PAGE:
SciTech

Health Talk: Thalidomide

A baby born with obvious birth defects from thalidomide: The foot is misshapen with an extra appendage, and the right arm is malformed. (credit: Courtesy of Wikimedia Commons) A baby born with obvious birth defects from thalidomide: The foot is misshapen with an extra appendage, and the right arm is malformed. (credit: Courtesy of Wikimedia Commons) Pictured is a baby with a birth defect that causes the malformation of the feet. This was induced by the drug thalidomide, originally prescribed to treat morning sickness. (credit: Courtesy of Wikimedia Commons) Pictured is a baby with a birth defect that causes the malformation of the feet. This was induced by the drug thalidomide, originally prescribed to treat morning sickness. (credit: Courtesy of Wikimedia Commons)

In the late 1950s, many women began giving birth to babies with severe limb defects. These babies had limbs that resembled the flippers of whales or seals — the limbs were extremely short with the fingers often protruding from the shoulder blades. Scientists coined this condition “phocomelia,” literally meaning “seal limb,” but were baffled as to what could be the cause of these debilitating defects. A New York Times article illustrates that the problem was most severe in Europe, and it was not until nearly 10,000 children had been born with this defect that the cause was determined. The problem stemmed from popular pills that pregnant women took to counter morning sickness, pills which contained a substance known as thalidomide.

Soon after the harmful effects of thalidomide on developing embryos were determined, the morning sickness pill was banned. However, thalidomide is not completely out of the picture; in fact, the drug is extremely effective in curing certain skin diseases and cancers. According to an article on www.MayoClinic.com, in 1998 the FDA approved the use of thalidomide for treating skin lesions formed due to leprosy. In 2006, the FDA also approved the use of thalidomide for treating multiple myeloma — cancer affecting the blood and bone marrow. Thalidomide is especially useful as an anti-cancer therapy as it prevents the recruitment of blood vessels to newly formed tumors, thus preventing the cancerous cells from growing and spreading. The drug has proven to be useful in treating mouth ulcers of HIV patients and also as an anti-inflammatory agent. However, in spite of thalidomide’s usefulness, many still fear that its continued use will once again give rise to babies with severe limb defects.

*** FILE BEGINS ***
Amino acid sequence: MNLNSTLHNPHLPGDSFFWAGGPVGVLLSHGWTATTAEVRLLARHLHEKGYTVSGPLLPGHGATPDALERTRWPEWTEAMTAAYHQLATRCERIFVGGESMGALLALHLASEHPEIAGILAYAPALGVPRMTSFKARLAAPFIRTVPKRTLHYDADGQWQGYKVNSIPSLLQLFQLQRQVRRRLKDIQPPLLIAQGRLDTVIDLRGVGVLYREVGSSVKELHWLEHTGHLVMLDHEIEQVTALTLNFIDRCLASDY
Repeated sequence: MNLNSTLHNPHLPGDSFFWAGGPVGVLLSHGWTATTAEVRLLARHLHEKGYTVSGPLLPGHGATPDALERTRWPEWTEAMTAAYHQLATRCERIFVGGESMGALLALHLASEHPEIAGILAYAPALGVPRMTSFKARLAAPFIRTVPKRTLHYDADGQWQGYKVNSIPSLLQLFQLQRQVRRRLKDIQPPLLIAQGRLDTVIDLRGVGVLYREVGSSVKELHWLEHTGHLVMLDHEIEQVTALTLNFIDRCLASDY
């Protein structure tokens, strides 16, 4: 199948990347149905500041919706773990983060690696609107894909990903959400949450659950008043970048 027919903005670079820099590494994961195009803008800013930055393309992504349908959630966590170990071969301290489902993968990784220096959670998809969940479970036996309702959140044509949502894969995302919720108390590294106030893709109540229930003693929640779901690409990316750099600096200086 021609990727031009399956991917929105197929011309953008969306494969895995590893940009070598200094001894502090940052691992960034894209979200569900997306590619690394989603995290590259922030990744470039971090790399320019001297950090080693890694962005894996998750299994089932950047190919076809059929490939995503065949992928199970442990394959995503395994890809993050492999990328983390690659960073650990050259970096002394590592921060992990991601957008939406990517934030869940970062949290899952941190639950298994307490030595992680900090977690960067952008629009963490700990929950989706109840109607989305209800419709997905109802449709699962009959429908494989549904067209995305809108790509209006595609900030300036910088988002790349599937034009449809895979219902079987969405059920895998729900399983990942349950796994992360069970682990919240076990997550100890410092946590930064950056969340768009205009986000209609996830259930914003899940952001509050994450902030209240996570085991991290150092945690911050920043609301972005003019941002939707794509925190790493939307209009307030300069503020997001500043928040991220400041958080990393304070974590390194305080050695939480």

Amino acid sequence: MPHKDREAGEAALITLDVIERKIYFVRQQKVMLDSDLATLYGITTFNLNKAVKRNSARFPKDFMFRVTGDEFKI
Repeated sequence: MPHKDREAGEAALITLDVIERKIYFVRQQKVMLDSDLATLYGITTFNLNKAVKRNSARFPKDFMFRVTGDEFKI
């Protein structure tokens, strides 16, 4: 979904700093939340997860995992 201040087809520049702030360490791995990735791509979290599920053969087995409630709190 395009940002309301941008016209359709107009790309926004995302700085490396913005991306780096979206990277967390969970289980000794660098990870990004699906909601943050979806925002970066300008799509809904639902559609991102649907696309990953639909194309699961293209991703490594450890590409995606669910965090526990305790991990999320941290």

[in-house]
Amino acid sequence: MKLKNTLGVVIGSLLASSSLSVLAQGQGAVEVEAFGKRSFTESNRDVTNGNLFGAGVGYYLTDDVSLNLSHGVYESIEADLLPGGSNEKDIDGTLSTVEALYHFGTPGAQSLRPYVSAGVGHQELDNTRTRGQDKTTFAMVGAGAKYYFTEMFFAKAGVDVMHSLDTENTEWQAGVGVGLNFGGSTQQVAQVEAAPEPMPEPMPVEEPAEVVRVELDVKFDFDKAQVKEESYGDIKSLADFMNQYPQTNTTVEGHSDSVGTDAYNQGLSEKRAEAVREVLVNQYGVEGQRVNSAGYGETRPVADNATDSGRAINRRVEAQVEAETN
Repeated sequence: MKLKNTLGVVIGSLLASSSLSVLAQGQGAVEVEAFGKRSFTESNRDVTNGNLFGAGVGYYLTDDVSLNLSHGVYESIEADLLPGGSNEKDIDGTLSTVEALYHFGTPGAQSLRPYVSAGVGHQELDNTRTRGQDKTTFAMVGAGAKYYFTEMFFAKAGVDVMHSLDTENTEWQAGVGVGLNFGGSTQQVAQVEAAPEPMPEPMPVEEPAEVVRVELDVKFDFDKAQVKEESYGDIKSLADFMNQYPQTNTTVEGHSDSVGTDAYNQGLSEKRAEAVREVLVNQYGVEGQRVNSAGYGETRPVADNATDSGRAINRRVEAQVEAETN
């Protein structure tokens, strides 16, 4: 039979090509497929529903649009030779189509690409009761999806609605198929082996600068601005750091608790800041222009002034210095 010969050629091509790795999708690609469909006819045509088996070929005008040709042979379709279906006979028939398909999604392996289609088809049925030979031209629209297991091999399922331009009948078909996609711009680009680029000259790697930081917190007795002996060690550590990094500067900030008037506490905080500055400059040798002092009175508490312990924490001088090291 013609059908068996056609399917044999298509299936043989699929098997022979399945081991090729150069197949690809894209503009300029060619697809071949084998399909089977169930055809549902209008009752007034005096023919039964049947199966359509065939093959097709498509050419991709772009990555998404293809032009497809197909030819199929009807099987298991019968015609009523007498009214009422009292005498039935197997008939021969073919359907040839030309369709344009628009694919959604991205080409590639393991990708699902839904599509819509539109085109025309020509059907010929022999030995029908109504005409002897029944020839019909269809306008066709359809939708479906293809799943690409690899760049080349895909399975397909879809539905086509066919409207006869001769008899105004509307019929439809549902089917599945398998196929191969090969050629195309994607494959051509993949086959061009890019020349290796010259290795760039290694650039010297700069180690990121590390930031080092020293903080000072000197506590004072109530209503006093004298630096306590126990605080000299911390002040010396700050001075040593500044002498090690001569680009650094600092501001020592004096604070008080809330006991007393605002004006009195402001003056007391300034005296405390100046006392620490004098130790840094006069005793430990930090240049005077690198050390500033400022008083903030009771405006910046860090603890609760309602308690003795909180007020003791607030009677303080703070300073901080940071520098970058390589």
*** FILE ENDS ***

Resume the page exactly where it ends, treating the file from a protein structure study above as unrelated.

Unraveling the mystery behind thalidomide means figuring out how it can be so useful in some instances and so debilitating in others. This has been the primary focus of many researchers for some time. Researchers have been trying to create a drug that can be used as a thalidomide replacement, which will have all the positive effects of the drug but will be safer to use. The New York Times article describes that one of the major difficulties in studying thalidomide is the fact that it breaks down into 18 different chemicals once it enters the body. Out of the 18 possible chemicals that could cause embryonic defects, scientists were able to narrow the possibilities down to one chemical, called CPS49. When CPS49 was tested on chicken embryos, it caused limb defects in the developing chicks. Scientists hypothesize that CPS49 prevents the development of blood vessels — a property extremely valuable for dealing with cancer, but dangerous for the developing embryo. In the developing embryos, structures called limb buds eventually form limbs. Development from the limb buds begins later than other structures of the body. Hence, if thalidomide is taken in later stages of pregnancy, other body parts of the embryo will not be affected since the blood vessels in these parts are already formed. However, since the blood vessels to the limbs are still forming, the drug could cause limb defects.

The role of CPS49 in limb defects was described in a paper published last year, but the exact mechanism by which CPS49 affected development was relatively unknown. And just a month ago, one of the major pieces of the thalidomide puzzle fell into place.

According to an article published this March in Science, thalidomide is capable of binding to a protein known as cereblon, which is found in both adult and embryonic tissues. Scientists found out that preventing the production of cereblon caused limb defects in chickens and zebrafish, similar to those caused due to thalidomide. The scientists also discovered that when these organisms contained a form of cereblon that could not bind to thalidomide, severe limb malformation was not seen even after thalidomide was added to the embryos.

This discovery has brought scientists a step closer to understanding how thalidomide functions in the body. However, until a replacement for thalidomide is found, it has to be prescribed with great care. Patients prescribed to take thalidomide are often advised to take birth control medications and to have frequent pregnancy tests.